Somewhere around the mid-1980s, Marvel gave up resorting to radiation accidents as their secret-origin standby and went with something a little more believable: “aw hell, we’s just born this way. Now let’s wrestle!” Neil Donaldson was one of the growing number of mutants in Marvel’s universe, but where others were blessed with the power to control the elements or the strength to lift water buffaloes with ease, his natural ability was a little less impressive; namely, he had the power to weaken molecular bonds with his hands, literally disintegrating anything he touched. A handy power when it’s time to clean out the garage, perhaps, but not the kind of talent that leaves one open to a lot of career options. Not surprisingly, his efforts as an industrial saboteur soon brought him to the attention of James Rhodes, who was wearing the Iron Man armor during one of Stark’s “glug-glug” moments.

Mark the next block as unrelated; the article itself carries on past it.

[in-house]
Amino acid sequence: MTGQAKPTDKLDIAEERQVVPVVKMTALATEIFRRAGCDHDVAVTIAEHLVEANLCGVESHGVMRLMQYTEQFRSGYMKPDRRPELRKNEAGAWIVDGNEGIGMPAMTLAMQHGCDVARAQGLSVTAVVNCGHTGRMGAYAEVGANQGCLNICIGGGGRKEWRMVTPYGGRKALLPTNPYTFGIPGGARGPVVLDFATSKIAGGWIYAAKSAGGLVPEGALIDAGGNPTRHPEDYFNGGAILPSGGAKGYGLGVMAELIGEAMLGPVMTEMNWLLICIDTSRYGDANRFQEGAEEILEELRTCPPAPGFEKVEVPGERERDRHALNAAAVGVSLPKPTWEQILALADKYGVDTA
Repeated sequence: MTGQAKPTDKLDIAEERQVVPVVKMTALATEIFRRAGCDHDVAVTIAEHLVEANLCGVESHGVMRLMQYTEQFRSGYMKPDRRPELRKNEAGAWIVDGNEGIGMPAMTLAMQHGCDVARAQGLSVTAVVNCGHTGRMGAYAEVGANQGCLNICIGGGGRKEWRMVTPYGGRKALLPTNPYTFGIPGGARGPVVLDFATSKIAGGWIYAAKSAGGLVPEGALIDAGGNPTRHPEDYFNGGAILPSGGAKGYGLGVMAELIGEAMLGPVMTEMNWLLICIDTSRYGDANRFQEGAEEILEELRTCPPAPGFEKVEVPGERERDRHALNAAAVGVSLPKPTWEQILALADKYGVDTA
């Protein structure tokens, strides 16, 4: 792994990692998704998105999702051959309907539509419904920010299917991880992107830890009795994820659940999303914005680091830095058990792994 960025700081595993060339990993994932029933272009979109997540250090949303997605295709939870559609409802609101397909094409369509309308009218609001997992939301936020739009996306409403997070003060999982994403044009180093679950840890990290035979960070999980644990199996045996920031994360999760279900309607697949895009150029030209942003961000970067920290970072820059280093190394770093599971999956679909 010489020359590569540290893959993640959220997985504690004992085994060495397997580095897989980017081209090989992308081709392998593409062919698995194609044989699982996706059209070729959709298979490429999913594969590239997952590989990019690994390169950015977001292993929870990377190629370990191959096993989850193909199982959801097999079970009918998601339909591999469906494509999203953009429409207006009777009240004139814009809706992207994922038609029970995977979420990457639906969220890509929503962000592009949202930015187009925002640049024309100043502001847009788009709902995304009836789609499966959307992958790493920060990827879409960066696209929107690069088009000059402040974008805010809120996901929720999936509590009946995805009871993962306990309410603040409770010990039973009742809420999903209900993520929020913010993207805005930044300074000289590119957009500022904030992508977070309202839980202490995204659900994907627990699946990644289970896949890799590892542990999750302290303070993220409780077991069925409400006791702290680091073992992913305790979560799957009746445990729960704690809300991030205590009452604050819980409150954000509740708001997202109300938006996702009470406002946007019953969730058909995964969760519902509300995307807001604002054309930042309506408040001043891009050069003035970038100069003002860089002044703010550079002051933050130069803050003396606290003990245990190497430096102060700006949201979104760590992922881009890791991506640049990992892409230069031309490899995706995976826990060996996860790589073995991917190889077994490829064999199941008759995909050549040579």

Why no movie deal? Well, let’s start with the name. Termites are known for eating wood, not tunneling through the earth and undermining building foundations. It’s also not a name that inspires terror as much as it does a call to the Orkin Man. Then there’s the whole visual of Termite’s modus operandi — he causes buildings to collapse, which doesn’t help him in a fight against Iron Man unless he first asks our hero to wait inside the building he’s trying to topple. The best he can do is threaten the lives of people inside a building, then made his getaway while Iron Man is stuck saving civilians. Next!